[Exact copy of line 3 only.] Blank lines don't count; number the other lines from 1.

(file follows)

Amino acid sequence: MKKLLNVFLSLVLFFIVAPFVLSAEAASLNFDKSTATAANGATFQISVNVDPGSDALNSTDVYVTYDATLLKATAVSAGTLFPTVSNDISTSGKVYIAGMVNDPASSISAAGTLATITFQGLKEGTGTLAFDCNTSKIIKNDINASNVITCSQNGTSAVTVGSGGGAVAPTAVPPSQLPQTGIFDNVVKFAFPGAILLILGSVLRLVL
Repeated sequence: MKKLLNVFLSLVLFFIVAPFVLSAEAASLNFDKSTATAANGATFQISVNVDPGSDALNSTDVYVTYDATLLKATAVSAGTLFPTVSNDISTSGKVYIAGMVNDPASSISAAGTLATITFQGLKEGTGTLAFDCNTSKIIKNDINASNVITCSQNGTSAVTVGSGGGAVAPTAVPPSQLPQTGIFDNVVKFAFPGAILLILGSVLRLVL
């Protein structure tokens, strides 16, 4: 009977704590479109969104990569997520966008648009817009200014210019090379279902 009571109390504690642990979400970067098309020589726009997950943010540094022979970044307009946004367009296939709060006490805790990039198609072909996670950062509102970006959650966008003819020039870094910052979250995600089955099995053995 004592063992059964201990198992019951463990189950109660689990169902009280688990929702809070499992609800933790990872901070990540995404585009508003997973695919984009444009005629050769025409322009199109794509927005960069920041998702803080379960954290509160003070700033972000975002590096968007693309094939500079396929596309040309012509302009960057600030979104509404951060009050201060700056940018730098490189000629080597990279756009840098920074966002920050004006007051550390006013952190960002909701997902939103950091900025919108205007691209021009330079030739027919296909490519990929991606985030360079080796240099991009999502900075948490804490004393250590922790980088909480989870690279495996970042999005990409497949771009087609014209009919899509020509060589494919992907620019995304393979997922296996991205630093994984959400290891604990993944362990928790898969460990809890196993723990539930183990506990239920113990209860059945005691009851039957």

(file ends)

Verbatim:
């Protein structure tokens, strides 16, 4: 009977704590479109969104990569997520966008648009817009200014210019090379279902 009571109390504690642990979400970067098309020589726009997950943010540094022979970044307009946004367009296939709060006490805790990039198609072909996670950062509102970006959650966008003819020039870094910052979250995600089955099995053995 004592063992059964201990198992019951463990189950109660689990169902009280688990929702809070499992609800933790990872901070990540995404585009508003997973695919984009444009005629050769025409322009199109794509927005960069920041998702803080379960954290509160003070700033972000975002590096968007693309094939500079396929596309040309012509302009960057600030979104509404951060009050201060700056940018730098490189000629080597990279756009840098920074966002920050004006007051550390006013952190960002909701997902939103950091900025919108205007691209021009330079030739027919296909490519990929991606985030360079080796240099991009999502900075948490804490004393250590922790980088909480989870690279495996970042999005990409497949771009087609014209009919899509020509060589494919992907620019995304393979997922296996991205630093994984959400290891604990993944362990928790898969460990809890196993723990539930183990506990239920113990209860059945005691009851039957």